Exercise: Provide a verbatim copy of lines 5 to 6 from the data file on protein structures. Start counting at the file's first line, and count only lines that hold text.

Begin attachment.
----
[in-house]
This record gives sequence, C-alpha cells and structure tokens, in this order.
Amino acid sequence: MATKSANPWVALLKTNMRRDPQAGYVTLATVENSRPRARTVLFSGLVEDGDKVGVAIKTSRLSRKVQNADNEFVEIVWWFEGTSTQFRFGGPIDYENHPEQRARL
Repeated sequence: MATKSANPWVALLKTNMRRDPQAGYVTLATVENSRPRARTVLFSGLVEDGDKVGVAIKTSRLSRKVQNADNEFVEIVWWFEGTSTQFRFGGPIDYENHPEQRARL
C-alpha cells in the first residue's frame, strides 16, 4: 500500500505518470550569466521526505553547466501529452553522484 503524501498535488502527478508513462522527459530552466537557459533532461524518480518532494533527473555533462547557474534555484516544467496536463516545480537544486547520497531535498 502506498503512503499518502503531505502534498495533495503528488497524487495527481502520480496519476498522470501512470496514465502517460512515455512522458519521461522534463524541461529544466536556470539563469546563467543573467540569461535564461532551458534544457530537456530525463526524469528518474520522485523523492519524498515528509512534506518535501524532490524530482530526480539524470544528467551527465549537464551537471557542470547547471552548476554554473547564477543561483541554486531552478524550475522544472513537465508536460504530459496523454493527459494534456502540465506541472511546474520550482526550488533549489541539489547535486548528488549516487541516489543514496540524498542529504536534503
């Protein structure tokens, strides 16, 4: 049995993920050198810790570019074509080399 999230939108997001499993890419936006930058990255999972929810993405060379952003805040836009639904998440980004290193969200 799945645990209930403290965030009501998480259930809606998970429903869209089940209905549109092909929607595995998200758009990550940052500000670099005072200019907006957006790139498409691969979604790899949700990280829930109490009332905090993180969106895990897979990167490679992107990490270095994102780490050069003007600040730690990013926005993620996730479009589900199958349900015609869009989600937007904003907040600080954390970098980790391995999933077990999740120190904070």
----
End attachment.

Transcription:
C-alpha cells in the first residue's frame, strides 16, 4: 500500500505518470550569466521526505553547466501529452553522484 503524501498535488502527478508513462522527459530552466537557459533532461524518480518532494533527473555533462547557474534555484516544467496536463516545480537544486547520497531535498 502506498503512503499518502503531505502534498495533495503528488497524487495527481502520480496519476498522470501512470496514465502517460512515455512522458519521461522534463524541461529544466536556470539563469546563467543573467540569461535564461532551458534544457530537456530525463526524469528518474520522485523523492519524498515528509512534506518535501524532490524530482530526480539524470544528467551527465549537464551537471557542470547547471552548476554554473547564477543561483541554486531552478524550475522544472513537465508536460504530459496523454493527459494534456502540465506541472511546474520550482526550488533549489541539489547535486548528488549516487541516489543514496540524498542529504536534503
């Protein structure tokens, strides 16, 4: 049995993920050198810790570019074509080399 999230939108997001499993890419936006930058990255999972929810993405060379952003805040836009639904998440980004290193969200 799945645990209930403290965030009501998480259930809606998970429903869209089940209905549109092909929607595995998200758009990550940052500000670099005072200019907006957006790139498409691969979604790899949700990280829930109490009332905090993180969106895990897979990167490679992107990490270095994102780490050069003007600040730690990013926005993620996730479009589900199958349900015609869009989600937007904003907040600080954390970098980790391995999933077990999740120190904070």